Technology will increasingly be running itself in the coming years. Indeed, it has already taken on a life of its own, and determining where sentience starts is an open-ended debate. Some think it starts with intelligent, self-organizing behavior that apparently works but that we are unable to fully understand. We will be using more and more algorithms and intelligent assistants over time. Kelly and others predict that the benefits we are able to give to our organizations will crucially depend upon our ability to collaborate with machines. A work design for the digital age must provide an environment where people can get acquainted with their new technological companions and quickly adapt to the fast pace of change.
Technology wants ubiquity and freedom
Technologies, even dangerous ones, spread no matter what we do. There is no way to control the very real problem of nuclear proliferation, for instance, but there are less dramatic examples. The so-called “washing nuts”—the fruits of the Sapindus saponaria—have been used by local communities in India for thousands of years, but they recently became popular in Western households seeking more sustainable ways of cleaning fabric. Demand for them caused prices to rise so much that Indian communities were forced to switch to “modern” washing powder. Any technology, old or new, spreads.
Companies align themselves with technologies’ desire for ubiquity by making it easy for technologies to both enter and flow forth from the company: they pull in technology by making it easy for people or units to observe and adapt whatever technology other people, units, or companies are using, and they also let technologies travel from the inside to the outside. Why should a company share its technologies with the outside? The more technologies change, the less a single technology represents a competitive advantage for any prolonged period. Technologies become stale if they are cut off from contact with the outside world; if outside observers cannot scrutinize a technology, if insiders cannot freely discuss its merits and opportunities, its full potential benefits will fail to develop. There will still be a case for secrecy in areas where technological progress is not fast—such as preserving the recipe for a vintage drink like Coca Cola—but in most other cases, openness and the freedom for technology to spread in all directions is a better choice. More and more options become available to an organization that is open to the spread of technology. Freedom begets options begets progress.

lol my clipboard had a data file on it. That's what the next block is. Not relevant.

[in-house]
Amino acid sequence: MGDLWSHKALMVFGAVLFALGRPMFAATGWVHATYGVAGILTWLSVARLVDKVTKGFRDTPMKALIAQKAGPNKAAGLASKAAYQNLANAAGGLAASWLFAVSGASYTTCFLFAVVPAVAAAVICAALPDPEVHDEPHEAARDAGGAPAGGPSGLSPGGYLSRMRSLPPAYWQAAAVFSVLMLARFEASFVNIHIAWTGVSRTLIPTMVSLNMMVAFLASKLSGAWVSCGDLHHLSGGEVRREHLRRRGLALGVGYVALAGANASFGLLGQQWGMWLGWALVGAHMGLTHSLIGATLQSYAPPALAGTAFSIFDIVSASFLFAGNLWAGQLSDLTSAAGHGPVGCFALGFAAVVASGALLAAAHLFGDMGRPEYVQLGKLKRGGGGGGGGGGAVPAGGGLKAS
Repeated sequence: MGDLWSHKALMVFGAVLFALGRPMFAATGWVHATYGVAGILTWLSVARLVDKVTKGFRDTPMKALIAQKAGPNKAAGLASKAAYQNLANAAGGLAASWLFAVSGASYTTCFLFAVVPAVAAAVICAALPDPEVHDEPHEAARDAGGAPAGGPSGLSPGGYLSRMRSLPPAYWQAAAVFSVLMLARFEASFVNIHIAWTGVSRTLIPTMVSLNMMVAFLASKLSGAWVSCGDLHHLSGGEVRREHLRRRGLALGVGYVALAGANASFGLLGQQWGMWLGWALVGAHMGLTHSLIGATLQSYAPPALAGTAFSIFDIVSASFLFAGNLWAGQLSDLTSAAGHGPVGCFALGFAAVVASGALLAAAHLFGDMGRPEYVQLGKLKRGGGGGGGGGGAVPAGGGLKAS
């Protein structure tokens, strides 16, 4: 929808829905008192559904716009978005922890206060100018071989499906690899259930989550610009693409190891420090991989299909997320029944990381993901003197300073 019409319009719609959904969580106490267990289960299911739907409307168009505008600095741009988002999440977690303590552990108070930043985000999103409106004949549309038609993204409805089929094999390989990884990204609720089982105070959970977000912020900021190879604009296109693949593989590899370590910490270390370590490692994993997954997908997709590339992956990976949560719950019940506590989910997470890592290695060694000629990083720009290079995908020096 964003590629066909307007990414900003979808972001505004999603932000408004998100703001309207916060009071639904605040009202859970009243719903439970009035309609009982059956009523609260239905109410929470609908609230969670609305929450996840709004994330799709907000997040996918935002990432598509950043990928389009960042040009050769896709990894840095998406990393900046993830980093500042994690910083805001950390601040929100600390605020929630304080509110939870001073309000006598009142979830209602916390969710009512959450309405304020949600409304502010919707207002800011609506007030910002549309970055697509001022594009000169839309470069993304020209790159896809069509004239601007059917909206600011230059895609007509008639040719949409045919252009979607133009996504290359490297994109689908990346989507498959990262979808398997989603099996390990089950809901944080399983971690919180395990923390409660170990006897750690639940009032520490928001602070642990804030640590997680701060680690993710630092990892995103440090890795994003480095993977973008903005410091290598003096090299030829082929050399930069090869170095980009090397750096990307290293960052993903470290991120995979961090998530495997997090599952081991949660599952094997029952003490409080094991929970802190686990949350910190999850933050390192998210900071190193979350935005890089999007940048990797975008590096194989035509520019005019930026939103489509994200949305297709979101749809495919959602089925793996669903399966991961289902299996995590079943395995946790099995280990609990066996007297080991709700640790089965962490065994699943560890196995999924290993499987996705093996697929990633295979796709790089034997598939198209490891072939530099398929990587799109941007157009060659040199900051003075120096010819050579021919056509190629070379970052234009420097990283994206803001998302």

It takes an open organization to let technology proliferate. The primary mechanism for this is to make it easy for people at all levels to take a break from their close colleagues and explore other technologies “out there,” then come back and synthesize their findings at home.
Technology wants mutualism and structure
Technologies build (and rely) upon each other. A car’s navigation, parking, and voice control systems rely on its electrical systems, which in turn rely on the car’s mechanical systems. Technologies are mutually dependent, and the more advanced the technology, the more dependent it is.